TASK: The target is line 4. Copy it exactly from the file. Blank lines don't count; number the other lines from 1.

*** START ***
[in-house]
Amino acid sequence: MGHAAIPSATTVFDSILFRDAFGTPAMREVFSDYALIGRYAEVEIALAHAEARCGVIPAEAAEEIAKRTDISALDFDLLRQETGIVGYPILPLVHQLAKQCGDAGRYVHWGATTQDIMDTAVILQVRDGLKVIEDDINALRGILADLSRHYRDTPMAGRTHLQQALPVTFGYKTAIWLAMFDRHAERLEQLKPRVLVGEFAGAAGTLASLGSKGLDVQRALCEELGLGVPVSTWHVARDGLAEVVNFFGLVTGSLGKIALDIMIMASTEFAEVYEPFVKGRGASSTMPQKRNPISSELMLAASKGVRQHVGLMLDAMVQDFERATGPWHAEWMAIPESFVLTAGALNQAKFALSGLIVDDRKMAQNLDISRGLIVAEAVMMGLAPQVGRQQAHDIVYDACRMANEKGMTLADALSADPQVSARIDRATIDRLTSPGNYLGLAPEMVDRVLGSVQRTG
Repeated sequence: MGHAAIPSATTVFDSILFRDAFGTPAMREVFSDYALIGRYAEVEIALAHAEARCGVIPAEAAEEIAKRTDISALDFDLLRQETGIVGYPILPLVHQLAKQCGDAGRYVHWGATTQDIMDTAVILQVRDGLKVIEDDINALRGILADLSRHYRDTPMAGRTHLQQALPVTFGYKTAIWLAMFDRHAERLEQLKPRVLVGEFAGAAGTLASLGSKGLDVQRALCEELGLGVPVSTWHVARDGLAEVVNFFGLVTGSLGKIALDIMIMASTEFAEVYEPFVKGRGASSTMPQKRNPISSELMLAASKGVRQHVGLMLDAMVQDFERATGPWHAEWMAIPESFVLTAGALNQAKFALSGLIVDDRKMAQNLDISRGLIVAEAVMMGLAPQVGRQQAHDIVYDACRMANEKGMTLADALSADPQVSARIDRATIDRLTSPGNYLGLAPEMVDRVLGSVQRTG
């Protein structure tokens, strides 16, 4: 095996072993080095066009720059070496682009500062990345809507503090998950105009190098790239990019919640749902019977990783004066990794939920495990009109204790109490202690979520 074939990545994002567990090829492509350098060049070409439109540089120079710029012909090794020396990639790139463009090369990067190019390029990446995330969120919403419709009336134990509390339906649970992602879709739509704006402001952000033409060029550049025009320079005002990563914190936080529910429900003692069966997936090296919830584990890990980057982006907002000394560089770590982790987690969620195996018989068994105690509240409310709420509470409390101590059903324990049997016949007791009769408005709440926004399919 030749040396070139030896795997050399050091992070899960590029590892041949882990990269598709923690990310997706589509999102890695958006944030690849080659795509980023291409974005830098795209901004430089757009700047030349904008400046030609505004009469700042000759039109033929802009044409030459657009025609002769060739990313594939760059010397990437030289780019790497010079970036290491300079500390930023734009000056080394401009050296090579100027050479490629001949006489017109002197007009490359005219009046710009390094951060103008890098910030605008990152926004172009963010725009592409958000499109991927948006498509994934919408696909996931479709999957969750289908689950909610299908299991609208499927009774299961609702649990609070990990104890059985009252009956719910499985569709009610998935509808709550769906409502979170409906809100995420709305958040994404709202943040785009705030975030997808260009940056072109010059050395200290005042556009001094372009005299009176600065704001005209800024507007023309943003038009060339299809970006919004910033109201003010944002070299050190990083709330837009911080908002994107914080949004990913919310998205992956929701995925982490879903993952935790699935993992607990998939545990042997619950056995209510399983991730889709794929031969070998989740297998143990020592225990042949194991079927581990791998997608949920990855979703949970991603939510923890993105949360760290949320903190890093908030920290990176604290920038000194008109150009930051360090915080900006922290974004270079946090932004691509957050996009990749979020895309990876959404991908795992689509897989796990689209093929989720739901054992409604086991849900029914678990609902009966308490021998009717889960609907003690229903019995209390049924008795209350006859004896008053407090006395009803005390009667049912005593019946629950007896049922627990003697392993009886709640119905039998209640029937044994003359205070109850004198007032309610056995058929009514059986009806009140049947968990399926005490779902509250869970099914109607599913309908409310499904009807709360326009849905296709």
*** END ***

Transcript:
């Protein structure tokens, strides 16, 4: 095996072993080095066009720059070496682009500062990345809507503090998950105009190098790239990019919640749902019977990783004066990794939920495990009109204790109490202690979520 074939990545994002567990090829492509350098060049070409439109540089120079710029012909090794020396990639790139463009090369990067190019390029990446995330969120919403419709009336134990509390339906649970992602879709739509704006402001952000033409060029550049025009320079005002990563914190936080529910429900003692069966997936090296919830584990890990980057982006907002000394560089770590982790987690969620195996018989068994105690509240409310709420509470409390101590059903324990049997016949007791009769408005709440926004399919 030749040396070139030896795997050399050091992070899960590029590892041949882990990269598709923690990310997706589509999102890695958006944030690849080659795509980023291409974005830098795209901004430089757009700047030349904008400046030609505004009469700042000759039109033929802009044409030459657009025609002769060739990313594939760059010397990437030289780019790497010079970036290491300079500390930023734009000056080394401009050296090579100027050479490629001949006489017109002197007009490359005219009046710009390094951060103008890098910030605008990152926004172009963010725009592409958000499109991927948006498509994934919408696909996931479709999957969750289908689950909610299908299991609208499927009774299961609702649990609070990990104890059985009252009956719910499985569709009610998935509808709550769906409502979170409906809100995420709305958040994404709202943040785009705030975030997808260009940056072109010059050395200290005042556009001094372009005299009176600065704001005209800024507007023309943003038009060339299809970006919004910033109201003010944002070299050190990083709330837009911080908002994107914080949004990913919310998205992956929701995925982490879903993952935790699935993992607990998939545990042997619950056995209510399983991730889709794929031969070998989740297998143990020592225990042949194991079927581990791998997608949920990855979703949970991603939510923890993105949360760290949320903190890093908030920290990176604290920038000194008109150009930051360090915080900006922290974004270079946090932004691509957050996009990749979020895309990876959404991908795992689509897989796990689209093929989720739901054992409604086991849900029914678990609902009966308490021998009717889960609907003690229903019995209390049924008795209350006859004896008053407090006395009803005390009667049912005593019946629950007896049922627990003697392993009886709640119905039998209640029937044994003359205070109850004198007032309610056995058929009514059986009806009140049947968990399926005490779902509250869970099914109607599913309908409310499904009807709360326009849905296709």